Sign up using*

Already signed up? Log in here

*By using the service, you signify your acceptance of JD Supra's Privacy Policy.
Privacy Policy (Updated: October 8, 2015):
hide

JD Supra provides users with access to its legal industry publishing services (the "Service") through its website (the "Website") as well as through other sources. Our policies with regard to data collection and use of personal information of users of the Service, regardless of the manner in which users access the Service, and visitors to the Website are set forth in this statement ("Policy"). By using the Service, you signify your acceptance of this Policy.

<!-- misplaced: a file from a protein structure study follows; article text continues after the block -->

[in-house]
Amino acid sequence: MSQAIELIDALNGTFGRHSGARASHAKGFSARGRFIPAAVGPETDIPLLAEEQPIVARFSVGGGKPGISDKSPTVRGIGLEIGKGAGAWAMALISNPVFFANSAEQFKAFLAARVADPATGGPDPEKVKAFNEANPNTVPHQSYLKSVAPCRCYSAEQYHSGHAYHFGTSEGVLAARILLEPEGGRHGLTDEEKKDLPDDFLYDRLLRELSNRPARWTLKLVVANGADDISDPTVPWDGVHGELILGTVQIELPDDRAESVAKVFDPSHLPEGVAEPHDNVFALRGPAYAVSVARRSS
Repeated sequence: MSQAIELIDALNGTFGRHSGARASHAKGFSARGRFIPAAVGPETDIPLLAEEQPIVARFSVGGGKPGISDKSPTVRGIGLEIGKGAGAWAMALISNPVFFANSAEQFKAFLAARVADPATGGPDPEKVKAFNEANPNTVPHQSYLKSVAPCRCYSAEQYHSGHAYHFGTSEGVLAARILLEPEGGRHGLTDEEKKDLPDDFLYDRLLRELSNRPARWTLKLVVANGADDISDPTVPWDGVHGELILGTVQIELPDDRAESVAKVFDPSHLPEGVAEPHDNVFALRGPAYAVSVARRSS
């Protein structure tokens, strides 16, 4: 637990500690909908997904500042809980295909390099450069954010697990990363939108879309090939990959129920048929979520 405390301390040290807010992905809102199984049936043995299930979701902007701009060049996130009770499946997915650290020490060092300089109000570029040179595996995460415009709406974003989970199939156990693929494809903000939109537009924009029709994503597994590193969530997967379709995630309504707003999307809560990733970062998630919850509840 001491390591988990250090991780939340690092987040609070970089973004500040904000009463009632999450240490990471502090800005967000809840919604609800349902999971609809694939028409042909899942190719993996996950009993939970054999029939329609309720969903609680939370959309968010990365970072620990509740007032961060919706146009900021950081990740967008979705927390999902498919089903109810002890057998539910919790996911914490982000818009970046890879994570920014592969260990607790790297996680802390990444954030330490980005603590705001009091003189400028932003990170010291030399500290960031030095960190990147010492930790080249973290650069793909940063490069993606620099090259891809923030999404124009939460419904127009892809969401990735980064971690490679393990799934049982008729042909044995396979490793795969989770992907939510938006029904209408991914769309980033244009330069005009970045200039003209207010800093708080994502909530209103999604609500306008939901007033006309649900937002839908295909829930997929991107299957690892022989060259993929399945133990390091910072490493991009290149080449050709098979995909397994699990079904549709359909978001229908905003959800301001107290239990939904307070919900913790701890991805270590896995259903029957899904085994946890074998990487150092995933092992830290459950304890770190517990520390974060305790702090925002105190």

Information Collection and Use by JD Supra

JD Supra collects users' names, companies, titles, e-mail address and industry. JD Supra also tracks the pages that users visit, logs IP addresses and aggregates non-personally identifiable user data and browser type. This data is gathered using cookies and other technologies.

The information and data collected is used to authenticate users and to send notifications relating to the Service, including email alerts to which users have subscribed; to manage the Service and Website, to improve the Service and to customize the user's experience. This information is also provided to the authors of the content to give them insight into their readership and help them to improve their content, so that it is most useful for our users.

JD Supra does not sell, rent or otherwise provide your details to third parties, other than to the authors of the content on JD Supra.